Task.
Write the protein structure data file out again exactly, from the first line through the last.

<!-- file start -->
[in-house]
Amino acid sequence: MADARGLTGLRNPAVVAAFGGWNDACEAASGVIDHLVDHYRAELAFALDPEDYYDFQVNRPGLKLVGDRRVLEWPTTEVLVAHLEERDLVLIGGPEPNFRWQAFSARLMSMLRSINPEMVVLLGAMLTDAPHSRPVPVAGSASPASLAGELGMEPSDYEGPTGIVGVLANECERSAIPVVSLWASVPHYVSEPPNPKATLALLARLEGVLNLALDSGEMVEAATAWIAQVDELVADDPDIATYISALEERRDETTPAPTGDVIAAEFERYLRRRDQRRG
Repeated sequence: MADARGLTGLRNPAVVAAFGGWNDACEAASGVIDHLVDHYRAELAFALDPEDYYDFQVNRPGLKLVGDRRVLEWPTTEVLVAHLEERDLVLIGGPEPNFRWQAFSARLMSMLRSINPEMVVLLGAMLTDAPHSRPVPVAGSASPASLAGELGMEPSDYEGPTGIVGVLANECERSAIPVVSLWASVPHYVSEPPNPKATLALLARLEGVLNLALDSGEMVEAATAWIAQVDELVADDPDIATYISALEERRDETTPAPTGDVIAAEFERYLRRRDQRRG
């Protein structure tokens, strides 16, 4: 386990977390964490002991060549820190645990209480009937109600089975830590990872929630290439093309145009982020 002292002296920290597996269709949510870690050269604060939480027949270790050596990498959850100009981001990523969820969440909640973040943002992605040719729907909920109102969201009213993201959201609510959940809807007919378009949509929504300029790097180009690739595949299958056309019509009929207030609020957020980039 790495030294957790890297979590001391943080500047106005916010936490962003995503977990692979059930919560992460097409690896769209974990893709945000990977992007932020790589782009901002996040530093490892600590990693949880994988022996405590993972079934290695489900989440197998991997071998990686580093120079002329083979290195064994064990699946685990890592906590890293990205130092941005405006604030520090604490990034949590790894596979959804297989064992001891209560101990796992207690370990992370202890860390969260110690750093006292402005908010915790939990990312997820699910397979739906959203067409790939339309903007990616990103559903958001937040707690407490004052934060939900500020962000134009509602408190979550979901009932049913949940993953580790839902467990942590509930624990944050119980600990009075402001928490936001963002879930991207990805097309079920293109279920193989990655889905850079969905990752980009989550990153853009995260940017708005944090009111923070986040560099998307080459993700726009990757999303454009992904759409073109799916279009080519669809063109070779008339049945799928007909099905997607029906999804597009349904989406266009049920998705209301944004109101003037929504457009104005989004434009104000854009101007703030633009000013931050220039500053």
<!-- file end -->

[in-house]
Amino acid sequence: MADARGLTGLRNPAVVAAFGGWNDACEAASGVIDHLVDHYRAELAFALDPEDYYDFQVNRPGLKLVGDRRVLEWPTTEVLVAHLEERDLVLIGGPEPNFRWQAFSARLMSMLRSINPEMVVLLGAMLTDAPHSRPVPVAGSASPASLAGELGMEPSDYEGPTGIVGVLANECERSAIPVVSLWASVPHYVSEPPNPKATLALLARLEGVLNLALDSGEMVEAATAWIAQVDELVADDPDIATYISALEERRDETTPAPTGDVIAAEFERYLRRRDQRRG
Repeated sequence: MADARGLTGLRNPAVVAAFGGWNDACEAASGVIDHLVDHYRAELAFALDPEDYYDFQVNRPGLKLVGDRRVLEWPTTEVLVAHLEERDLVLIGGPEPNFRWQAFSARLMSMLRSINPEMVVLLGAMLTDAPHSRPVPVAGSASPASLAGELGMEPSDYEGPTGIVGVLANECERSAIPVVSLWASVPHYVSEPPNPKATLALLARLEGVLNLALDSGEMVEAATAWIAQVDELVADDPDIATYISALEERRDETTPAPTGDVIAAEFERYLRRRDQRRG
């Protein structure tokens, strides 16, 4: 386990977390964490002991060549820190645990209480009937109600089975830590990872929630290439093309145009982020 002292002296920290597996269709949510870690050269604060939480027949270790050596990498959850100009981001990523969820969440909640973040943002992605040719729907909920109102969201009213993201959201609510959940809807007919378009949509929504300029790097180009690739595949299958056309019509009929207030609020957020980039 790495030294957790890297979590001391943080500047106005916010936490962003995503977990692979059930919560992460097409690896769209974990893709945000990977992007932020790589782009901002996040530093490892600590990693949880994988022996405590993972079934290695489900989440197998991997071998990686580093120079002329083979290195064994064990699946685990890592906590890293990205130092941005405006604030520090604490990034949590790894596979959804297989064992001891209560101990796992207690370990992370202890860390969260110690750093006292402005908010915790939990990312997820699910397979739906959203067409790939339309903007990616990103559903958001937040707690407490004052934060939900500020962000134009509602408190979550979901009932049913949940993953580790839902467990942590509930624990944050119980600990009075402001928490936001963002879930991207990805097309079920293109279920193989990655889905850079969905990752980009989550990153853009995260940017708005944090009111923070986040560099998307080459993700726009990757999303454009992904759409073109799916279009080519669809063109070779008339049945799928007909099905997607029906999804597009349904989406266009049920998705209301944004109101003037929504457009104005989004434009104000854009101007703030633009000013931050220039500053």